Wednesday, 16 April 2014

The Evolution From 'The Cool Girl'.

Men always say that as the defining compliment, don’t they? She’s a cool girl. Being the Cool Girl means I am a hot, brilliant, funny woman who adores football, poker, dirty jokes, and burping, who plays video games, drinks cheap beer, loves threesomes and anal sex, and jams hot dogs and hamburgers into her mouth like she’s hosting the world’s biggest culinary gang bang while somehow maintaining a size 2, because Cool Girls are above all hot. Hot and understanding. Cool Girls never get angry; they only smile in a chagrined, loving manner and let their men do whatever they want. Go ahead, shit on me, I don’t mind, I’m the Cool Girl.

Men actually think this girl exists. Maybe they’re fooled because so many women are willing to pretend to be this girl. For a long time Cool Girl offended me. I used to see men – friends, coworkers, strangers – giddy over these awful pretender women, and I’d want to sit these men down and calmly say: You are not dating a woman, you are dating a woman who has watched too many movies written by socially awkward men who’d like to believe that this kind of woman exists and might kiss them. I’d want to grab the poor guy by his lapels or messenger bag and say: The bitch doesn’t really love chili dogs that much – no one loves chili dogs that much! And the Cool Girls are even more pathetic: They’re not even pretending to be the woman they want to be, they’re pretending to be the woman a man wants them to be. Oh, and if you’re not a Cool Girl, I beg you not to believe that your man doesn’t want the Cool Girl. It may be a slightly different version – maybe he’s a vegetarian, so Cool Girl loves seitan and is great with dogs; or maybe he’s a hipster artist, so Cool Girl is a tattooed, bespectacled nerd who loves comics. There are variations to the window dressing, but believe me, he wants Cool Girl, who is basically the girl who likes every fucking thing he likes and doesn’t ever complain. How do you know you’re not Cool Girl? Because he says things like: “I like strong women.” If he says that to you, he will at some point fuck someone else. Because “I like strong women” is code for “I hate strong women.”)”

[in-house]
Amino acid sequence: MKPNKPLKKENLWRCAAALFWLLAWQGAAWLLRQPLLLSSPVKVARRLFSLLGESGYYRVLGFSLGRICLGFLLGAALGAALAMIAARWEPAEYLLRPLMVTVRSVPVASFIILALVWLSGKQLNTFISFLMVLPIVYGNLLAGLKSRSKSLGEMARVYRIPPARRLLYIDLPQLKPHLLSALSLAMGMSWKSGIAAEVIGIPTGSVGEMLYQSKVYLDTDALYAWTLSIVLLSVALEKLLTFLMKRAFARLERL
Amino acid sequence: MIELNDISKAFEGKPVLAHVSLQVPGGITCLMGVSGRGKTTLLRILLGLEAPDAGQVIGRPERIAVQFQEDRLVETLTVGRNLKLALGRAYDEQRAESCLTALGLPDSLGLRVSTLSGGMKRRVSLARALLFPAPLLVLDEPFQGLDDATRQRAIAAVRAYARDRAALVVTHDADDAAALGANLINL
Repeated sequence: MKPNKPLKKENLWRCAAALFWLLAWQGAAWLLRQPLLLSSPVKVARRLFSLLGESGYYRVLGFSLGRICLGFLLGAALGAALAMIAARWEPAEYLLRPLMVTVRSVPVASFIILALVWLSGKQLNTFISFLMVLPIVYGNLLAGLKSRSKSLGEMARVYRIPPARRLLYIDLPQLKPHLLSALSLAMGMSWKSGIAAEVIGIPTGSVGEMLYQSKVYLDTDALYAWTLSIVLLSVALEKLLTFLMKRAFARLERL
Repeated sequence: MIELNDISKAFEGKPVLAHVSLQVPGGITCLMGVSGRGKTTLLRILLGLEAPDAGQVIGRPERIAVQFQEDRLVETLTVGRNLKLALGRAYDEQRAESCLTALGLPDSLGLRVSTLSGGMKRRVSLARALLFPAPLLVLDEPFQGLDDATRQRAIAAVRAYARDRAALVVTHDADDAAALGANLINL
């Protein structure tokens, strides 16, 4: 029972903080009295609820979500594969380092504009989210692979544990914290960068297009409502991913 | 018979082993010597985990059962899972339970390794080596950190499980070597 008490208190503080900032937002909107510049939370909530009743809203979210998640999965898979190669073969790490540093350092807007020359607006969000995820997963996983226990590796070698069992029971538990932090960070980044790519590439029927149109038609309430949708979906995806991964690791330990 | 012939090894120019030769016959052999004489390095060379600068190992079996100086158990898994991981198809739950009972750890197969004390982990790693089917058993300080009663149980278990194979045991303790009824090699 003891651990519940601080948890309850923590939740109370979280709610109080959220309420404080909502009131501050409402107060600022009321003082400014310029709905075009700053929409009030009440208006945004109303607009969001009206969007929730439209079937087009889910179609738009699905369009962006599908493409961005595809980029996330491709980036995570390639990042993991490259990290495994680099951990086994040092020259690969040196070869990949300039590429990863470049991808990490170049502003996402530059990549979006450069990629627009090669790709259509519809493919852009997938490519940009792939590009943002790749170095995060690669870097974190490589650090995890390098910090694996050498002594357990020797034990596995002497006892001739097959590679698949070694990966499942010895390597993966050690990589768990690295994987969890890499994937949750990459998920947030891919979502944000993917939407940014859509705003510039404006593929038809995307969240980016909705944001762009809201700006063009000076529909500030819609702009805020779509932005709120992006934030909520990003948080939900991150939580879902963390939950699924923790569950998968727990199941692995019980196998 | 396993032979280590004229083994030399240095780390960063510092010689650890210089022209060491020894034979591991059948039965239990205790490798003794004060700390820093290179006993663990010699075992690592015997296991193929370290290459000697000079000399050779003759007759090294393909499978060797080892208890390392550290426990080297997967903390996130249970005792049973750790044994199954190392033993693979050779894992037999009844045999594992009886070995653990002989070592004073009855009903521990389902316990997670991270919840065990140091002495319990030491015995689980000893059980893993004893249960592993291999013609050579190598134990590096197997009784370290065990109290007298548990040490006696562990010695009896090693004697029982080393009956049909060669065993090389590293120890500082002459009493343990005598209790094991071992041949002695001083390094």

I was reminded of this passage largely because the trailer for the movie Gone Girl was released today. The quote above is taken directly from the book on which the movie is based. The passage itself comes very early on, and it was the hook for me to keep reading, because the passage rang true in many ways. This is startling because I have read so few contemporary fiction novels in the last two years. At its heart Gone Girl may be a detective novel, but to me at least (for reasons that become clearer if you read the book), it is all about this passage.

Thinking about that quote again tonight also crystallised a few things. I write here when I am sad or mad, and not when I'm glad or happy. There's only one thing I'm sad about these days, and really, there's not much I can do about it. Since Valentine's Day (around the date of my last post) I've pretty much decided to forego active attempts at dating.